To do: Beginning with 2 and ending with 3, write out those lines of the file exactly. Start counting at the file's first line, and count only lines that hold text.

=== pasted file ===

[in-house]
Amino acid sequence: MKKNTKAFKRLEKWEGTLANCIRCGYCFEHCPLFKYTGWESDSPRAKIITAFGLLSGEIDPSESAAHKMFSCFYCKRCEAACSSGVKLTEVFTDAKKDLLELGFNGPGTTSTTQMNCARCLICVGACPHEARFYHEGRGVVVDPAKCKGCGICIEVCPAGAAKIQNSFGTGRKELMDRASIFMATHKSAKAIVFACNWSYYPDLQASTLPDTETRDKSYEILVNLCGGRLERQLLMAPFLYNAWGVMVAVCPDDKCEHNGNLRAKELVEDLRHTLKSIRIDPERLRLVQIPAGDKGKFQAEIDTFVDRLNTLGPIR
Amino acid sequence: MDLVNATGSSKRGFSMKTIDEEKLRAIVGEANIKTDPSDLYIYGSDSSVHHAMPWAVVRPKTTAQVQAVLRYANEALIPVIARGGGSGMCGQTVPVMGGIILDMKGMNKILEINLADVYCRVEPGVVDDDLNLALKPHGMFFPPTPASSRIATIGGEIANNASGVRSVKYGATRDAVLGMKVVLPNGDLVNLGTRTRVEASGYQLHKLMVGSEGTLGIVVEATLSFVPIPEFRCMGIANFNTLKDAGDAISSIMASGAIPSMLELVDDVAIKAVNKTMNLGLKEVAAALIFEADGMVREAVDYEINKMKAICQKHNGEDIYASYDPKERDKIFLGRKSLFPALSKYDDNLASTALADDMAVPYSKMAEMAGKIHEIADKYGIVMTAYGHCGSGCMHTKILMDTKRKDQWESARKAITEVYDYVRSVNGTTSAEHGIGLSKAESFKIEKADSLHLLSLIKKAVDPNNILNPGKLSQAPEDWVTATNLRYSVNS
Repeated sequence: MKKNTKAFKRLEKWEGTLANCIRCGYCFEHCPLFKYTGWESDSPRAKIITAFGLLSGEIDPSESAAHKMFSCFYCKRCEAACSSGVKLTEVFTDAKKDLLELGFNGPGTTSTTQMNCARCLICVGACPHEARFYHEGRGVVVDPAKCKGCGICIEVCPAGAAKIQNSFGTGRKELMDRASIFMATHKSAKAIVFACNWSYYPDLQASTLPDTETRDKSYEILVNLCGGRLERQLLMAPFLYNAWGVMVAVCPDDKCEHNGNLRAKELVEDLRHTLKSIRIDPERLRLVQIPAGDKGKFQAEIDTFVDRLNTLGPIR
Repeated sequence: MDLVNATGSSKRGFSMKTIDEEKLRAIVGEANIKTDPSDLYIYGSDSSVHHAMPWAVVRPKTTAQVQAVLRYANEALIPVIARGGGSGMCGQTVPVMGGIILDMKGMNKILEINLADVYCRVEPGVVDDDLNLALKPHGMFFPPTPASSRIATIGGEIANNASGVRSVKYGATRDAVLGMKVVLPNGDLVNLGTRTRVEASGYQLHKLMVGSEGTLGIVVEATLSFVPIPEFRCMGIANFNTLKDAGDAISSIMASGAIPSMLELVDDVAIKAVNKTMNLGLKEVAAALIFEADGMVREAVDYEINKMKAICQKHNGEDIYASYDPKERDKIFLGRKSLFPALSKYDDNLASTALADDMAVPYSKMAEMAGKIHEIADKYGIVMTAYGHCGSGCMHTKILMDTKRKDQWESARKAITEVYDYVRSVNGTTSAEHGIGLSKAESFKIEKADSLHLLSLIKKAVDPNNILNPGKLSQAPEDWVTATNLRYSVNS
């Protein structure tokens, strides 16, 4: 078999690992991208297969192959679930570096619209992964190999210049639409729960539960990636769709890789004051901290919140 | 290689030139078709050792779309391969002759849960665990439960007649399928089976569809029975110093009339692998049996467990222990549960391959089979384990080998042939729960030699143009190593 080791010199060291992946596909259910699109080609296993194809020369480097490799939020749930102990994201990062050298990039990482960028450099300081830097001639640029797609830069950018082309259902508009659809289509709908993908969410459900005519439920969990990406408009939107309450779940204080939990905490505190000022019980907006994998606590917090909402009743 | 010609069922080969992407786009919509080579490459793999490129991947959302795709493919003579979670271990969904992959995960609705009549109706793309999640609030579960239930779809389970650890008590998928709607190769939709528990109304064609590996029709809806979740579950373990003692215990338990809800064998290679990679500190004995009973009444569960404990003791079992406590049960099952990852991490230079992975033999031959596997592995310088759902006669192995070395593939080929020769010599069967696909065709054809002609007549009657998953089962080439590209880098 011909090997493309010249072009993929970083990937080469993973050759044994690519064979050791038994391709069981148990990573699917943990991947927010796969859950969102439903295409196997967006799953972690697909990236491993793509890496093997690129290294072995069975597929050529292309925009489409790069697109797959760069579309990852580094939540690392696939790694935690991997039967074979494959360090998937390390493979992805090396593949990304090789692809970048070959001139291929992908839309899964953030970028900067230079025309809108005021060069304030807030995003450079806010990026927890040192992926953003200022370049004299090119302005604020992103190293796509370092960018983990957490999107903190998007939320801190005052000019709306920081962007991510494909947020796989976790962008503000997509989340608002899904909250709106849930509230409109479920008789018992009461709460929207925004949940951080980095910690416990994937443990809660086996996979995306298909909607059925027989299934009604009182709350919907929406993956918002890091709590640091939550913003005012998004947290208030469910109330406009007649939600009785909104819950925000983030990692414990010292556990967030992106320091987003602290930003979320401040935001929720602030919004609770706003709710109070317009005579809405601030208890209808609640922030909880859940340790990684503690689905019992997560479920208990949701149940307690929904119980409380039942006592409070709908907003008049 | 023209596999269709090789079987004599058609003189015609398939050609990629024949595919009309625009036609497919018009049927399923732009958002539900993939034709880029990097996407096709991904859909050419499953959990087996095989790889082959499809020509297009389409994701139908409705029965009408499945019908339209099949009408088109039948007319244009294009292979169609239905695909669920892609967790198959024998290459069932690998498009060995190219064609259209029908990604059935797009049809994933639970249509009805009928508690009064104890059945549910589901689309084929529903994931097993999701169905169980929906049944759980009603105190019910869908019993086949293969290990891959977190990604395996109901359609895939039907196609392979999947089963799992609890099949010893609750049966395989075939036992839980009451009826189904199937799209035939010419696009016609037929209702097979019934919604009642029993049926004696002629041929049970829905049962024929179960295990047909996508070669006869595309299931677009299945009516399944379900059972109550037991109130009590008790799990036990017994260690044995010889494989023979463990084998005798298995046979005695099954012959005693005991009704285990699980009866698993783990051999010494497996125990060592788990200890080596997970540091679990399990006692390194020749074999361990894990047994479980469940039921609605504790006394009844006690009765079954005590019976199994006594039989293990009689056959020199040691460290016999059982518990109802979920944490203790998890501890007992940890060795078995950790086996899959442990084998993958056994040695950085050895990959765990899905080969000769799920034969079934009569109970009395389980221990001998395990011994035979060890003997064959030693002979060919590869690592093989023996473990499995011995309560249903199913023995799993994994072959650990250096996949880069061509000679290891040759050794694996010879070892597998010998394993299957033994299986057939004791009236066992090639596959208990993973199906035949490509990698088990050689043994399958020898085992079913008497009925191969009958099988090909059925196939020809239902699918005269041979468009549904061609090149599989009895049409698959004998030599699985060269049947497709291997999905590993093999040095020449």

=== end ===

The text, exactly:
Amino acid sequence: MKKNTKAFKRLEKWEGTLANCIRCGYCFEHCPLFKYTGWESDSPRAKIITAFGLLSGEIDPSESAAHKMFSCFYCKRCEAACSSGVKLTEVFTDAKKDLLELGFNGPGTTSTTQMNCARCLICVGACPHEARFYHEGRGVVVDPAKCKGCGICIEVCPAGAAKIQNSFGTGRKELMDRASIFMATHKSAKAIVFACNWSYYPDLQASTLPDTETRDKSYEILVNLCGGRLERQLLMAPFLYNAWGVMVAVCPDDKCEHNGNLRAKELVEDLRHTLKSIRIDPERLRLVQIPAGDKGKFQAEIDTFVDRLNTLGPIR
Amino acid sequence: MDLVNATGSSKRGFSMKTIDEEKLRAIVGEANIKTDPSDLYIYGSDSSVHHAMPWAVVRPKTTAQVQAVLRYANEALIPVIARGGGSGMCGQTVPVMGGIILDMKGMNKILEINLADVYCRVEPGVVDDDLNLALKPHGMFFPPTPASSRIATIGGEIANNASGVRSVKYGATRDAVLGMKVVLPNGDLVNLGTRTRVEASGYQLHKLMVGSEGTLGIVVEATLSFVPIPEFRCMGIANFNTLKDAGDAISSIMASGAIPSMLELVDDVAIKAVNKTMNLGLKEVAAALIFEADGMVREAVDYEINKMKAICQKHNGEDIYASYDPKERDKIFLGRKSLFPALSKYDDNLASTALADDMAVPYSKMAEMAGKIHEIADKYGIVMTAYGHCGSGCMHTKILMDTKRKDQWESARKAITEVYDYVRSVNGTTSAEHGIGLSKAESFKIEKADSLHLLSLIKKAVDPNNILNPGKLSQAPEDWVTATNLRYSVNS